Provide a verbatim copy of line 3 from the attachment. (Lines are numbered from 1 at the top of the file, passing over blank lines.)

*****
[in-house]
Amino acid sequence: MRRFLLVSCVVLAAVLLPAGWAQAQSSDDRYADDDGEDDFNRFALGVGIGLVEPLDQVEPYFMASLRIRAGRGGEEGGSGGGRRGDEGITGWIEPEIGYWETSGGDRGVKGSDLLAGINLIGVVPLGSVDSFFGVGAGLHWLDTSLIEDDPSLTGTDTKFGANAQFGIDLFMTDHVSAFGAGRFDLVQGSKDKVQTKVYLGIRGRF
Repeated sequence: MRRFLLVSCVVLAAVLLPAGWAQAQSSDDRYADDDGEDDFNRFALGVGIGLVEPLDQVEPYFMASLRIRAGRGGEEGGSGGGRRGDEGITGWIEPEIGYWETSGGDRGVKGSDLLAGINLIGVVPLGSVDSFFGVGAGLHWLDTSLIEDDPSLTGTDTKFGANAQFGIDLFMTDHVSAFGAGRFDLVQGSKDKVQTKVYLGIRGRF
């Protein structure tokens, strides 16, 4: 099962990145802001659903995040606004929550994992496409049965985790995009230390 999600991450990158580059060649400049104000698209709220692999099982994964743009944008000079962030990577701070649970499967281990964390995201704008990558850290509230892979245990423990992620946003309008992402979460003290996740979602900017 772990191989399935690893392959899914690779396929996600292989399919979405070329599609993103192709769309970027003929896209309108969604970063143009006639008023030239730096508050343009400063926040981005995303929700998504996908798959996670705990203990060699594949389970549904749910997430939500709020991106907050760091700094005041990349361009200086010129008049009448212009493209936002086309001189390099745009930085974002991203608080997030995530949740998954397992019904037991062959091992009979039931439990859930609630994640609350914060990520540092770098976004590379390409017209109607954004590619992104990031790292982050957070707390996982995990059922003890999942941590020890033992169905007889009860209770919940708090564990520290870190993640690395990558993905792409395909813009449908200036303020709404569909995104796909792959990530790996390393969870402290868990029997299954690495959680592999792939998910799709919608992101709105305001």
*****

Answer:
Repeated sequence: MRRFLLVSCVVLAAVLLPAGWAQAQSSDDRYADDDGEDDFNRFALGVGIGLVEPLDQVEPYFMASLRIRAGRGGEEGGSGGGRRGDEGITGWIEPEIGYWETSGGDRGVKGSDLLAGINLIGVVPLGSVDSFFGVGAGLHWLDTSLIEDDPSLTGTDTKFGANAQFGIDLFMTDHVSAFGAGRFDLVQGSKDKVQTKVYLGIRGRF